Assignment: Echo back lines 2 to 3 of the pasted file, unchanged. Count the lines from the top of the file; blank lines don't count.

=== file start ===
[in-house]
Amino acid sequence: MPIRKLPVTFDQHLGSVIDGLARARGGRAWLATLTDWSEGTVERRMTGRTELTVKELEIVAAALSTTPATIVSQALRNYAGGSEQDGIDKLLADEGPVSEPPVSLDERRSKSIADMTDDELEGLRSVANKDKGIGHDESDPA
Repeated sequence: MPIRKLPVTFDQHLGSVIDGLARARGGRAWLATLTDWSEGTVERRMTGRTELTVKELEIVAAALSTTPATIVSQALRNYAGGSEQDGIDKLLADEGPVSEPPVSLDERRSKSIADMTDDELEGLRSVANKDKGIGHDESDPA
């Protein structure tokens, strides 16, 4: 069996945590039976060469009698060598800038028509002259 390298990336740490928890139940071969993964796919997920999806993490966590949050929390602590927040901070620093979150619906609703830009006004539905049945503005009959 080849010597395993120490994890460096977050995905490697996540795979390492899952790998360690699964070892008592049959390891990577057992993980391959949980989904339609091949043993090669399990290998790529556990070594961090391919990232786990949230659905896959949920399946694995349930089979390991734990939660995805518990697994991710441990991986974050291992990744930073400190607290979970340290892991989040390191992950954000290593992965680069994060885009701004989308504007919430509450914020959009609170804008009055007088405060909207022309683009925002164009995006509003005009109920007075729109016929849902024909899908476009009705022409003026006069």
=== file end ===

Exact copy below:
Amino acid sequence: MPIRKLPVTFDQHLGSVIDGLARARGGRAWLATLTDWSEGTVERRMTGRTELTVKELEIVAAALSTTPATIVSQALRNYAGGSEQDGIDKLLADEGPVSEPPVSLDERRSKSIADMTDDELEGLRSVANKDKGIGHDESDPA
Repeated sequence: MPIRKLPVTFDQHLGSVIDGLARARGGRAWLATLTDWSEGTVERRMTGRTELTVKELEIVAAALSTTPATIVSQALRNYAGGSEQDGIDKLLADEGPVSEPPVSLDERRSKSIADMTDDELEGLRSVANKDKGIGHDESDPA